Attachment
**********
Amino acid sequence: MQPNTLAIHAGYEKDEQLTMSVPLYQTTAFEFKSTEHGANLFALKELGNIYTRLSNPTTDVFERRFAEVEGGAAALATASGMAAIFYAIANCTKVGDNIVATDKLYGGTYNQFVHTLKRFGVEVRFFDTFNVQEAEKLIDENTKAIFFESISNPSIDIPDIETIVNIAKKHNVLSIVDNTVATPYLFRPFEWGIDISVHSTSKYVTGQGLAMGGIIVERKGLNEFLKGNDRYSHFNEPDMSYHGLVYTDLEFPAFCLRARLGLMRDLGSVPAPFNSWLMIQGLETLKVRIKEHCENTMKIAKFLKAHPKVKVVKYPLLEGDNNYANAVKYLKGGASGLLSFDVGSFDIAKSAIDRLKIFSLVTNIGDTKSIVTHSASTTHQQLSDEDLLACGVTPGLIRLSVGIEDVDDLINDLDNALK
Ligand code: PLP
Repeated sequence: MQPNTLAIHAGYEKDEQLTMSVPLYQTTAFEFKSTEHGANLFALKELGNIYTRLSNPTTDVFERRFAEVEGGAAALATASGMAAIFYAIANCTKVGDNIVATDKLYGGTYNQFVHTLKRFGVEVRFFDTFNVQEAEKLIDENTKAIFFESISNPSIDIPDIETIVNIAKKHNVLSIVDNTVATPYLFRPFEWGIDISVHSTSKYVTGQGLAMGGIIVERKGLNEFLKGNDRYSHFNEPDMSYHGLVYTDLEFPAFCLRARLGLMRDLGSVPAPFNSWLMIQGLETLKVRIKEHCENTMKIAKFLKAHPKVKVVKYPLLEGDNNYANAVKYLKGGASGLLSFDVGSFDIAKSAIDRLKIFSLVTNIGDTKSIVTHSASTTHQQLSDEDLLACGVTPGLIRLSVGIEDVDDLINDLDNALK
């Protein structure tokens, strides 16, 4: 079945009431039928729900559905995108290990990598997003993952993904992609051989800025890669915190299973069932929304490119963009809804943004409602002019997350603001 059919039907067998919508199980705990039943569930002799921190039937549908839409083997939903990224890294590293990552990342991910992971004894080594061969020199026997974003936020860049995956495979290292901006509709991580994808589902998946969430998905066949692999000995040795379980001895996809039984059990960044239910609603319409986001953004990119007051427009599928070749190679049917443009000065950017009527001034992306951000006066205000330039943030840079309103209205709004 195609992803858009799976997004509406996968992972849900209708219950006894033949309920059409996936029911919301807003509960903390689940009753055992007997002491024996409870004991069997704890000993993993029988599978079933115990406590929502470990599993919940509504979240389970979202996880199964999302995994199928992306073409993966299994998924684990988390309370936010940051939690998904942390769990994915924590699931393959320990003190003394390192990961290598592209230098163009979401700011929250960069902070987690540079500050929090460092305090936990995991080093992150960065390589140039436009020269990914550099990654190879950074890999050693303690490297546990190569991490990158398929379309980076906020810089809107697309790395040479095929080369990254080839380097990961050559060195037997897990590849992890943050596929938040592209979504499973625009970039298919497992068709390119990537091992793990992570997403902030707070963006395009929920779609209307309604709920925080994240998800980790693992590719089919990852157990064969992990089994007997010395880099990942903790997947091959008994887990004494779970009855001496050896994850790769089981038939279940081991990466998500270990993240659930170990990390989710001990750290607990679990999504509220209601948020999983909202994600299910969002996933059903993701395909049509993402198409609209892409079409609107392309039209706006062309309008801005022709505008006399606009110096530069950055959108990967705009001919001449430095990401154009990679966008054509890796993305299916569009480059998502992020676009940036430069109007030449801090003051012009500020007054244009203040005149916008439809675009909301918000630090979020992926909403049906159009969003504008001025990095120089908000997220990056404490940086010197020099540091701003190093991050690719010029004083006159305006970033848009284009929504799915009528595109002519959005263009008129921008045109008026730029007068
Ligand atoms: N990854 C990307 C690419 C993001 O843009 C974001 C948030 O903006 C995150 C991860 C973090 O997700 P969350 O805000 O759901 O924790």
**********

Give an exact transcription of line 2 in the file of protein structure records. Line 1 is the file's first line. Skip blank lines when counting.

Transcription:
Ligand code: PLP